What language is Tibeto-Burman family?

What language is Tibeto-Burman family?

The most widely spoken Tibeto-Burman language is Burmese, the national language of Myanmar, with over 32 million speakers and a literary tradition dating from the early 12th century.

Where are Tibeto-Burman languages spoken?

Tibeto-Burman languages are spoken in the Tibet Autonomous Region of China and in Myanmar (Burma); in the Himalayas, including the countries of Nepal and Bhutan and the state of Sikkim, India; in Assam, India, and in Pakistan and Bangladesh.

Which tribes are of Burmese Tibetan descent?

To the former class belong the Chins and the Kachins of Upper Burma ; to the latter the Burmans of the Irrawaddy valley, the Marus and Lashis of the N’maikha, the Lisaws of the Salween and the Lahus and Akhas of the Mekong. Of the Western Tibeto-Burmans the Chins or Kukis were probably the first arrivals in Burma.

Is Tibetan related to Chinese?

Tibetan people are genetically most closely related to Han Chinese, Bhutanese. Tibetans predominantly belong to the paternal lineage O-M175.

Which language belongs to the Dravidian family?

The Dravidian language family’s four largest languages — Kannada, Malayalam, Tamil and Telugu — have literary traditions spanning centuries, of which Tamil reaches back the furthest, researchers said.

What language family is Vietnamese?

Austroasiatic Vietic
Vietnamese language

Language family Austroasiatic Vietic Viet–Muong Vietnamese
Early forms Viet–Muong Old Vietnamese Middle Vietnamese
Writing system Latin (Vietnamese alphabet) Vietnamese Braille Chữ Nôm (historic)
Official status

Who are the Burman people?

Burmans (also known as Bamar) are the largest ethnic and linguistic group in present-day Myanmar, accounting for approximately two-thirds of the population. They live primarily in the Irrawady Basin and speak Burmese.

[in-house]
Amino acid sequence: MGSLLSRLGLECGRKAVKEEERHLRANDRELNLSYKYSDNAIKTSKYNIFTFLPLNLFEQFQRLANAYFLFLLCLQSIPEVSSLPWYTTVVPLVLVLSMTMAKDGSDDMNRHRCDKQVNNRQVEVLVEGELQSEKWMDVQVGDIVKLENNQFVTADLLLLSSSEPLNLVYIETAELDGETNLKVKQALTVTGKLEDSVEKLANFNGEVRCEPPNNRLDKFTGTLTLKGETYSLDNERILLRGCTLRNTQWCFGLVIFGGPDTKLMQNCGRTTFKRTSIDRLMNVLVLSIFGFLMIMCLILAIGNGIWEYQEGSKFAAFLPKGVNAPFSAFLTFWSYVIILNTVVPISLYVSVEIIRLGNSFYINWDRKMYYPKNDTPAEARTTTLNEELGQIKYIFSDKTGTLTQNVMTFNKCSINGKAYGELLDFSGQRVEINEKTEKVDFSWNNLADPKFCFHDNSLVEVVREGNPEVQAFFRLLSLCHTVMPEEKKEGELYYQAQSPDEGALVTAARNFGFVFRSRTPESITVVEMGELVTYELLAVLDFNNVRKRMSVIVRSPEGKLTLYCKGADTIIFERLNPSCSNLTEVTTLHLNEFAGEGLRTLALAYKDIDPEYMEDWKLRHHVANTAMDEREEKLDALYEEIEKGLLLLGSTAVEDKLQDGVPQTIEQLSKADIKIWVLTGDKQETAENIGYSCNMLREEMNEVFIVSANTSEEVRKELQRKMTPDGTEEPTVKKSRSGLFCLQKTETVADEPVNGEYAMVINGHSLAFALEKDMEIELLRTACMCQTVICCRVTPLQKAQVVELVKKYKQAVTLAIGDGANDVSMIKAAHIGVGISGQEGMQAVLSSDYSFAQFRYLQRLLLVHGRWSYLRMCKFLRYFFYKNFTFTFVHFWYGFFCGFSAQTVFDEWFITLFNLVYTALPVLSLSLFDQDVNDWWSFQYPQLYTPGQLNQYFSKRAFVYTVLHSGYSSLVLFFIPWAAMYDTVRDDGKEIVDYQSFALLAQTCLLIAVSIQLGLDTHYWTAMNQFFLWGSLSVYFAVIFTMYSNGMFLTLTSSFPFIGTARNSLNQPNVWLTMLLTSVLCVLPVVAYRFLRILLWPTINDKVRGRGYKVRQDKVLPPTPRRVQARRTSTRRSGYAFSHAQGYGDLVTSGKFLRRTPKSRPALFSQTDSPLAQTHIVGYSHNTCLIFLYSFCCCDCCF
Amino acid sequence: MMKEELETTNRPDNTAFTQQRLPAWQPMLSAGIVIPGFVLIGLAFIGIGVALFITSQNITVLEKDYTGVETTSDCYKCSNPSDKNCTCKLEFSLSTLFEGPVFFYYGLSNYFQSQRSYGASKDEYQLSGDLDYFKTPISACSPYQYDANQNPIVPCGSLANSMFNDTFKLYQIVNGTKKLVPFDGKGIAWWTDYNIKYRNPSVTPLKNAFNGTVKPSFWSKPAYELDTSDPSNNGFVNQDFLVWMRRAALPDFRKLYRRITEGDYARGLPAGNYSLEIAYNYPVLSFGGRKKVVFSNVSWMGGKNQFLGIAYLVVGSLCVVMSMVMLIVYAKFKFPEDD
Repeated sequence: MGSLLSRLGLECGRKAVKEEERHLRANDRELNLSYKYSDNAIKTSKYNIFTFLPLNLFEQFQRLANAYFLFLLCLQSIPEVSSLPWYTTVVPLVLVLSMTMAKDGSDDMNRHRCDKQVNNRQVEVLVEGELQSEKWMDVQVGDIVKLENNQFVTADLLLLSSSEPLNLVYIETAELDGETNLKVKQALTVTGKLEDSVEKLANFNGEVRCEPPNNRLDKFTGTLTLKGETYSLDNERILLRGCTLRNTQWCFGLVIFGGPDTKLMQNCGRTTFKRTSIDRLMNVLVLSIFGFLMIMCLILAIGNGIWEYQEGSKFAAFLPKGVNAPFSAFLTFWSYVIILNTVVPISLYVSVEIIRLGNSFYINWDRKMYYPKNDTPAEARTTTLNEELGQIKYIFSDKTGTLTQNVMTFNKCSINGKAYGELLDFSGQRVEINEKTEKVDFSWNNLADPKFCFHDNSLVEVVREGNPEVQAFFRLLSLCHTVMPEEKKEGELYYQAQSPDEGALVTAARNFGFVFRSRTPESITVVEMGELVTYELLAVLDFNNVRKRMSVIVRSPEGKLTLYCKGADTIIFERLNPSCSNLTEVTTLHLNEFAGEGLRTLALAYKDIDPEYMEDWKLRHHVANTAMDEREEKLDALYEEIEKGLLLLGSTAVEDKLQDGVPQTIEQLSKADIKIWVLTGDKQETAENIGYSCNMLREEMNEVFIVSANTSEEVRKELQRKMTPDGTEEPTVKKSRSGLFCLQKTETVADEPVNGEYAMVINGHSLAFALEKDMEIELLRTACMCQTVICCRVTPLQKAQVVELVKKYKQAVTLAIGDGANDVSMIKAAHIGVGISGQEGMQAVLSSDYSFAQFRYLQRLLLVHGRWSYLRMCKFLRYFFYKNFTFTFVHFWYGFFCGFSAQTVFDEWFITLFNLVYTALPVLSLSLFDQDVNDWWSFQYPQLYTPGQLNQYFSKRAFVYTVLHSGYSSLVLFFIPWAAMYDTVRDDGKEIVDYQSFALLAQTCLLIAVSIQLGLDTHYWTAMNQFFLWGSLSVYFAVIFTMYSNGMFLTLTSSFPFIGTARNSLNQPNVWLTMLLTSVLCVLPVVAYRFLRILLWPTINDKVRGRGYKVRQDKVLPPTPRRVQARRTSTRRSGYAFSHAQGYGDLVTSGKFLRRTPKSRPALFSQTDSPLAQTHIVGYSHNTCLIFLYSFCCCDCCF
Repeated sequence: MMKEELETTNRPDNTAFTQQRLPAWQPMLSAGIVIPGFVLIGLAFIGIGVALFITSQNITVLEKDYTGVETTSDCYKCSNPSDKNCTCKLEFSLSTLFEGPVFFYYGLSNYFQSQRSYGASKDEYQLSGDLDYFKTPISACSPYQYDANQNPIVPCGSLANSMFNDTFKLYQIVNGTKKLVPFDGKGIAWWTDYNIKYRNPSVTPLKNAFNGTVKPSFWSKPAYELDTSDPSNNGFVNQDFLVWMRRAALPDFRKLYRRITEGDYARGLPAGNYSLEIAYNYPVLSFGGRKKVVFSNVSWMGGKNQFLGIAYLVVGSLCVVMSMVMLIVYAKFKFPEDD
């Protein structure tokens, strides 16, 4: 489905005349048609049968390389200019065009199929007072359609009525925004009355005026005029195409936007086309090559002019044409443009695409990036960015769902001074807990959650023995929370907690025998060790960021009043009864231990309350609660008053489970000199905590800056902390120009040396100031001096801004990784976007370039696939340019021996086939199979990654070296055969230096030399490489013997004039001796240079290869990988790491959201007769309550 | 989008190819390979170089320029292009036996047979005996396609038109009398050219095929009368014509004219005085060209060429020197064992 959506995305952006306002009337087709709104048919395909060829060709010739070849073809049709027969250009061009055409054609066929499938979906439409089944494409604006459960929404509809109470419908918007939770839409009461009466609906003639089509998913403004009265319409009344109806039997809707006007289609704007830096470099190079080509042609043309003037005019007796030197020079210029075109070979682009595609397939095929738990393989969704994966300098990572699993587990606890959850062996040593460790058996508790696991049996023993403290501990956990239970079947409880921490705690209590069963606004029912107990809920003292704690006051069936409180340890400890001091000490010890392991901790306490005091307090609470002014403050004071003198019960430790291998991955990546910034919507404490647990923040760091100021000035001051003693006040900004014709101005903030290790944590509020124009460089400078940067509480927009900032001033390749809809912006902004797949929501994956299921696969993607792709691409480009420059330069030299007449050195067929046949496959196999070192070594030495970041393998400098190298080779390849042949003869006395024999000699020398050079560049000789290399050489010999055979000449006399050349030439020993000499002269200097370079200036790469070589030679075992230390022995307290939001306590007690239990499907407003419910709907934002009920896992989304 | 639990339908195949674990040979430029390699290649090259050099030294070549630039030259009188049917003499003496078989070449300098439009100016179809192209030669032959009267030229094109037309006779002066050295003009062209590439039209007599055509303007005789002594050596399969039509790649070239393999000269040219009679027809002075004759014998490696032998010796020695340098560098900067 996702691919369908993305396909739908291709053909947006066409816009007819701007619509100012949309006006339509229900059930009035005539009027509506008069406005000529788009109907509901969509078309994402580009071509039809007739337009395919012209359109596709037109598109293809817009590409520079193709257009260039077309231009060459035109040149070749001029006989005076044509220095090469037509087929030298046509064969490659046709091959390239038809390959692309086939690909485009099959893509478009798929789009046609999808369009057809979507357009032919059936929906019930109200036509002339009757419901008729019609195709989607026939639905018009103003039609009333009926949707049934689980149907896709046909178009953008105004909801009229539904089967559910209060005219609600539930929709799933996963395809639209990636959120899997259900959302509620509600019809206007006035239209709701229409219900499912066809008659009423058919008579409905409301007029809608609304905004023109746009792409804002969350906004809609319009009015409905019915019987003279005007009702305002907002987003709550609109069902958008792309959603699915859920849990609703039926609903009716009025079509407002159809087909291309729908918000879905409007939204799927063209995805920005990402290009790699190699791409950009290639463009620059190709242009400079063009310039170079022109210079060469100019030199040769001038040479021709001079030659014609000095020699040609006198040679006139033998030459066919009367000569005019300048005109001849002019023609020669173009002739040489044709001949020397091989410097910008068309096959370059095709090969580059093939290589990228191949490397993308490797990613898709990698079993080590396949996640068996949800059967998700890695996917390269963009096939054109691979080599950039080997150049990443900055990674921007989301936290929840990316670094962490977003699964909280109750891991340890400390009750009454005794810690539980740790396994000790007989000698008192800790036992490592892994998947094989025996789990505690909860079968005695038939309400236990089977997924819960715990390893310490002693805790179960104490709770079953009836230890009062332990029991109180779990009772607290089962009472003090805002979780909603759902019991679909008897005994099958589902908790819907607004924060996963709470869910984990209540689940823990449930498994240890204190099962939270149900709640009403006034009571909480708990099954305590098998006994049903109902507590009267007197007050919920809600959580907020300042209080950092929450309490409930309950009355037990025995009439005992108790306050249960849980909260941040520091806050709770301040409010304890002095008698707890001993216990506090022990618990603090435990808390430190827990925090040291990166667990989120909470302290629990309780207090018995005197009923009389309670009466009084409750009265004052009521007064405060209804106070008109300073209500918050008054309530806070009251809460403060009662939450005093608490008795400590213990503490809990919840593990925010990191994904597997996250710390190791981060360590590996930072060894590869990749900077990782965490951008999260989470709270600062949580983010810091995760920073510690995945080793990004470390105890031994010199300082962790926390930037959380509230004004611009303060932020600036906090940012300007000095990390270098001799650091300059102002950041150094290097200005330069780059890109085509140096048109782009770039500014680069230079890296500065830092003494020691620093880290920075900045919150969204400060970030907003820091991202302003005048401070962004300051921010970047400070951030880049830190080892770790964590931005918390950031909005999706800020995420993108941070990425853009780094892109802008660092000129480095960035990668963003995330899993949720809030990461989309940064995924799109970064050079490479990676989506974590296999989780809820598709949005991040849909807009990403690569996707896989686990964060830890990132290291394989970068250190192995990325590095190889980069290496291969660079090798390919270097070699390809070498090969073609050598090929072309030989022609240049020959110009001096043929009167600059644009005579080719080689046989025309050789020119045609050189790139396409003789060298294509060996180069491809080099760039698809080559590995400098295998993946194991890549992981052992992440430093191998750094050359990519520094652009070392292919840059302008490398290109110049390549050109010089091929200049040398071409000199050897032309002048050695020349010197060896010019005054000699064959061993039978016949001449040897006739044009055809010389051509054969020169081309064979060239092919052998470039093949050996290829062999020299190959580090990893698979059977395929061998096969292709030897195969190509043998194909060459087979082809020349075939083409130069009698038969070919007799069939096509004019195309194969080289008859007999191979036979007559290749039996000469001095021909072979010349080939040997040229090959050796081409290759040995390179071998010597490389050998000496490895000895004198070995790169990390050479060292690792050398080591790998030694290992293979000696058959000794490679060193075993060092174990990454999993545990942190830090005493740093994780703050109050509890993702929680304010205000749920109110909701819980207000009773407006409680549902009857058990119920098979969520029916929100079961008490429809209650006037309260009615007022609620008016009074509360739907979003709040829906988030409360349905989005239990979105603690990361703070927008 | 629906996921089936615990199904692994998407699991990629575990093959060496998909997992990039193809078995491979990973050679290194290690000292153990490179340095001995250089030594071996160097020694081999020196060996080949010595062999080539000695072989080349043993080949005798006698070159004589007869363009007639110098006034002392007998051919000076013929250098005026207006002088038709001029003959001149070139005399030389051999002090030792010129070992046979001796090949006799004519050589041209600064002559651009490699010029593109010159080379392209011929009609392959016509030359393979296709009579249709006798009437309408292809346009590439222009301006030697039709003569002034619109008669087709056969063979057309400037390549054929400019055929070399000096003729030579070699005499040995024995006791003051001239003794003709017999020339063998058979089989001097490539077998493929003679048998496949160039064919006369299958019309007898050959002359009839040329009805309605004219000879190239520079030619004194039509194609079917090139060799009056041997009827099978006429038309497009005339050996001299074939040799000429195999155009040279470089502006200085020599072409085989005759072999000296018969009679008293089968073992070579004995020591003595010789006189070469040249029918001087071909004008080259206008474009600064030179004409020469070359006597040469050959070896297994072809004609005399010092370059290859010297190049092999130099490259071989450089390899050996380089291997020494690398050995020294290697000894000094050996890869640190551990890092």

What ethnicity is Burma?

The main ethnic groups living in the seven ethnic minority states of Burma are the Karen, Shan, Mon, Chin, Kachin, Rakhine and Karenni. Other main groups include the Nagas, who live in north Burma and are estimated to number more than 100,000, constituting another complex family of Tibetan-Burmese language subgroups.

Are Tibetans Indian citizens?

Those who arrived here in the early 1960s were given refugee status by the Indian government. The registration certificates issued to them enable these refugees to apply for jobs and travel permits. “The Tibetan refugees have been given the option by the Indian government to apply for citizenship.

What language is Tibetan similar to?

Although Chinese, Tibetan and Burmese languages sound completely different from one another, they are all derived from a common ancestral tongue. A new analysis suggests the ancient language might have emerged in northern China and spread to the south and west with agriculture.

Is proto Dravidian same as Tamil?

The Indus valley people spoke a version of Proto Dravidian. The very absence of such a name, and the fact that Dravida came from Tamil and also the most important fact that 90% of Proto Dravidian is Tamil, strongly advocate the fact that Proto Dravidian is nothing but TAMIL.

Is the Proto Tibeto Burman language a Sino-Tibetan language?

The Proto-Tibeto-Burman language is the reconstructed ancestor of the Tibeto-Burman languages, the Sino-Tibetan languages except for Chinese. An initial reconstruction was produced by Paul K. Benedict and since refined by James Matisoff. Several other researchers argue that Tibeto-Burman does not constitute…

Which is more important Chinese or Tibeto Burman?

The great Sino-Tibetan (ST) language family, comprising Chinese on the one hand and Tibeto-Burman (TB) on the other, is comparable in time-depth and internal diversity to the Indo-European language family and is equally important in the context of world civilization.

Which is part of the Sino-Tibetan language family?

ST includes both the Sinitic and the Tibeto-Burman languages. Most scholars in China today take an even broader view of ST (called Hàn-Zàng in Mandarin), including not only these two branches, but Tai (= “Daic”) and Hmong-Mien (= Miao-Yao) as well.

Where did the proto-Tibetan people come from?

The Proto-Sino-Tibetan (PST) homeland seems to have been somewhere on the Himalayan plateau, where the great rivers of East and Southeast Asia (including the Yellow, Yangtze, Mekong, Brahmaputra, Salween, and Irrawaddy) have their source.

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